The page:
- What is the difference between AC and DC, and which is safer?
DC or direct current is an electrical current where electrons flow in one direction only. In AC, or alternating current the flow changes direction. All electrical currents are dangerous above a certain voltage, and care should be taken to avoid contact.
The risk to health that either an AC or DC current can carry varies according to each set of circumstances, although the different types of current do present different problems. All electrical installations should be approached with Safety First in mind, and any electrical work carried out by a qualified electrician.
- What is the best way to ensure the safe functioning of my electrical equipment?
Regular testing and/or inspection is the best way to make sure your electrical appliances are safe. The kind of testing and the frequency will depend on the nature of the equipment, and the environment it is used in:
- Avoid leaving too long between checks – this reduces the risk of an item being used in an unsafe state.
- Based on the risks of each item, a decision should be made about how often checks need to be done. A qualified electrician will be able to advise you on this.
- Always keep records on each electrical appliance noting how often testing or inspection should be carried out, and confirming the date and outcome of each test.
- Specialised equipment should be inspected by a relevant expert: the manufacturer, their repair agency, or a specialist servicing company.
- How can I ensure the safety of my electrical installation?
There are electrical contractors who can undertake rigorous testing of your wiring and electrical infrastructure to make sure it is fault free, fitted with up to date safety mechanisms and capable of withstanding the demands of its use.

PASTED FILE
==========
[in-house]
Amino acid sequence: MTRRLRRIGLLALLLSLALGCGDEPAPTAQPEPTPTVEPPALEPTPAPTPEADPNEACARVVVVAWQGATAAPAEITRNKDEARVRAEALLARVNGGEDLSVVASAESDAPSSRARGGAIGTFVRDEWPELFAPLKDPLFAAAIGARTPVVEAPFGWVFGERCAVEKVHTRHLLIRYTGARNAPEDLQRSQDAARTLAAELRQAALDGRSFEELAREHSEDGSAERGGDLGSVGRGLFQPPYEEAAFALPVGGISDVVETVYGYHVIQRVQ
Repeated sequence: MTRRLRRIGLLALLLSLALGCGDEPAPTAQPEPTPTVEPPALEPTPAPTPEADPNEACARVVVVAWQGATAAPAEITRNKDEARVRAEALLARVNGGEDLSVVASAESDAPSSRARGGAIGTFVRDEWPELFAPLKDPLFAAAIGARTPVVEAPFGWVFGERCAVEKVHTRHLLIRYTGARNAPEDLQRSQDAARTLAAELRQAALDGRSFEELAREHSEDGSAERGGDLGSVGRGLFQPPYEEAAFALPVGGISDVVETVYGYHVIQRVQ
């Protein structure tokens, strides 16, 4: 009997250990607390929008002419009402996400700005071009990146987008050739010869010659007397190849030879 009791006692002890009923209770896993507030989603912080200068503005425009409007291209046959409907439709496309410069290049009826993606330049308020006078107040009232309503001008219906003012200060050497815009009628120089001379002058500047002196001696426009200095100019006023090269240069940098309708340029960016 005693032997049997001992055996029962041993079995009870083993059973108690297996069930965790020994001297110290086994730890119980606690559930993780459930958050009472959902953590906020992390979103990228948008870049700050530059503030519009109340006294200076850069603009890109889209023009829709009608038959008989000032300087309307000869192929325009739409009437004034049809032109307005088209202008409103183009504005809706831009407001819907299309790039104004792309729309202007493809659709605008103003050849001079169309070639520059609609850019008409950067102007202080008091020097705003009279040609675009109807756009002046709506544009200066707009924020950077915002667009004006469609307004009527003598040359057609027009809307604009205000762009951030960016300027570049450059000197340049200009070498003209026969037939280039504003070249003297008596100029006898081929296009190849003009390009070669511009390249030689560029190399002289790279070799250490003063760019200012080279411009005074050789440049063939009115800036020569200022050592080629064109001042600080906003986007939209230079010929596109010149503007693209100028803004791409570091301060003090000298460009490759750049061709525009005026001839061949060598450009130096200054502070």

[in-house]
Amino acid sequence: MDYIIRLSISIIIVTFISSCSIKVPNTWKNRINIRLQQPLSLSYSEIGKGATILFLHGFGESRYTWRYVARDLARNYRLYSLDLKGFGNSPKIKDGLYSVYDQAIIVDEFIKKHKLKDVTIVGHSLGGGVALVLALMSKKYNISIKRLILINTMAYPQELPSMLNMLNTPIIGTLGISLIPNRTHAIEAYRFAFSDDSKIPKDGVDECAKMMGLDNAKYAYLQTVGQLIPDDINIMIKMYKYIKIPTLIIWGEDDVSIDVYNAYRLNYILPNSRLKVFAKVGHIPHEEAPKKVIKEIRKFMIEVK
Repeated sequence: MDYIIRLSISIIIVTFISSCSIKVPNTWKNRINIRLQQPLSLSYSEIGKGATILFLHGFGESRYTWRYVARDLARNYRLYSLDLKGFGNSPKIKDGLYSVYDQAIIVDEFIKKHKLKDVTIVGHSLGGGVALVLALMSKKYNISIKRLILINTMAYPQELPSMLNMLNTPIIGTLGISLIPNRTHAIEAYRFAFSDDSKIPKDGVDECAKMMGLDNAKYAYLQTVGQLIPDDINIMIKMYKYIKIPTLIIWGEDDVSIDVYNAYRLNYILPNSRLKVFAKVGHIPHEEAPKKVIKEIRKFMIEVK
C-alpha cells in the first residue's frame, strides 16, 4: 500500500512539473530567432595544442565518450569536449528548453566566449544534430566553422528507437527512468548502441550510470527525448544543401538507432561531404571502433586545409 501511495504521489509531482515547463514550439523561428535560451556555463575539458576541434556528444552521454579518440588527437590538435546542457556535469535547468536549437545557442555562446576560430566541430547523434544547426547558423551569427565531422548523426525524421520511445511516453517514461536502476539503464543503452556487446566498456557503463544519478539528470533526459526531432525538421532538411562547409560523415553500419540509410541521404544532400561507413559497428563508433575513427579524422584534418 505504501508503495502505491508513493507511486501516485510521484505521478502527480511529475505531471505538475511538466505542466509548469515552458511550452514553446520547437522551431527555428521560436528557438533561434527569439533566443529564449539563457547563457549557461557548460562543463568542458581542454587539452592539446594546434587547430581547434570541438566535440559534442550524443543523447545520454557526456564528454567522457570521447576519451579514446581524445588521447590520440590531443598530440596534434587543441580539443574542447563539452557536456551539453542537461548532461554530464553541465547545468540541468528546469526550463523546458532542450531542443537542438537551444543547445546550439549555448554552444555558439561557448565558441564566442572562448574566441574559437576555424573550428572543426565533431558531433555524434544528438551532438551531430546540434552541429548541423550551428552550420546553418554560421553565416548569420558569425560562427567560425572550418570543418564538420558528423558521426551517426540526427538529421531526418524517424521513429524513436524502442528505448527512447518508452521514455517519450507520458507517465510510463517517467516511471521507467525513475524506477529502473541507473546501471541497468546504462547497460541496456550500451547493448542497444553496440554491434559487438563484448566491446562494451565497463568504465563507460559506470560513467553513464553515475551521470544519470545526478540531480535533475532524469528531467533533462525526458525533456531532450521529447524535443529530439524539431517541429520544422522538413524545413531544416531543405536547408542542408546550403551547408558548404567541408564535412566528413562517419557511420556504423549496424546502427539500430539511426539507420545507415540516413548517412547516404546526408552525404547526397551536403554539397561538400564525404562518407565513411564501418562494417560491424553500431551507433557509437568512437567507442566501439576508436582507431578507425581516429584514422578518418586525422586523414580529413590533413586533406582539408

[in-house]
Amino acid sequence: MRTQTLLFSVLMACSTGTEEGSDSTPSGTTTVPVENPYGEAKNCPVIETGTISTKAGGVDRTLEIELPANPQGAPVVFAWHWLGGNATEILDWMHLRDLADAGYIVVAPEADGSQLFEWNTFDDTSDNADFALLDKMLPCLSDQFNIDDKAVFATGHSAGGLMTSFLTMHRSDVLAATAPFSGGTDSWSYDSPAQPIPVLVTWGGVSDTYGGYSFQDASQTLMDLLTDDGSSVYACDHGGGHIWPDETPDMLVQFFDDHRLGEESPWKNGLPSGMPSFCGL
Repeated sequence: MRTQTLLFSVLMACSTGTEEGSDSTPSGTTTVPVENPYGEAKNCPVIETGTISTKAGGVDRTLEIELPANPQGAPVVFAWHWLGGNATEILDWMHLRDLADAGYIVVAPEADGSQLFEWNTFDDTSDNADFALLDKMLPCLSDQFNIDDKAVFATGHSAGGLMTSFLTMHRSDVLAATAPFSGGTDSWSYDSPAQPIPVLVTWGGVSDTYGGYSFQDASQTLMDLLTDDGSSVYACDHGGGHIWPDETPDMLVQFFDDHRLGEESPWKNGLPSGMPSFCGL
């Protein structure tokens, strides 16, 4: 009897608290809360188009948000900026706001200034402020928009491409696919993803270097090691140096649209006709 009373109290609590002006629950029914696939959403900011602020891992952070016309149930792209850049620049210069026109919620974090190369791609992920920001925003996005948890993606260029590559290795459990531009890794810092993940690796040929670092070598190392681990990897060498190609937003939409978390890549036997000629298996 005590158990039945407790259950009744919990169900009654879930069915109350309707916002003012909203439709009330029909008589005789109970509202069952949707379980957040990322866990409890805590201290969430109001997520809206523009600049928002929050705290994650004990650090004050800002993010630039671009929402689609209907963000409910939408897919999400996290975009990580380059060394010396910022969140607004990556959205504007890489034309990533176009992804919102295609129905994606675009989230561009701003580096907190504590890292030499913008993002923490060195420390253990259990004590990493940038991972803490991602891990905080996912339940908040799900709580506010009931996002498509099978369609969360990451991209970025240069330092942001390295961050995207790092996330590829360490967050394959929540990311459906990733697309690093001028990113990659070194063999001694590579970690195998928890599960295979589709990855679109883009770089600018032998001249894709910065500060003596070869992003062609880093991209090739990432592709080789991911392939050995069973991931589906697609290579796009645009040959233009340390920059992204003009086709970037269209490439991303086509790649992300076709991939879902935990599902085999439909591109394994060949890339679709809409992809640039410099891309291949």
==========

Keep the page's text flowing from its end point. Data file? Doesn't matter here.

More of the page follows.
These companies will be registered with a trade body such as NICEIC (National Inspection Council for Electrical Installation Contracting).
There are devices available called socket testers that claim to find faults in your wiring, but they are not universally able to detect all kinds of fault, and could give the impression that your electrical installation is safe, when it isn’t. The only way to be 100% safe is to employ the services of a qualified and reputable specialist electrician.
- What is the best source of advice on electrical safety?
For most electrical installations and equipment a qualified electrical contractor should be able to answer all your questions. If you are looking for advice on an industrial installation, or any other more specialised area, you may need to find an electrical engineer with suitable expertise.
- At what voltage does electricity become dangerous?
Any shock over 50 volts can cause direct injury, but smaller voltages can be dangerous too. Car batteries can catch fire if shorted, and even a low voltage domestic battery can cause a spark serious enough to present a fire or explosion risk in the right environment.
The momentary loss of control caused by any shock can lead to accidents with machinery or falls.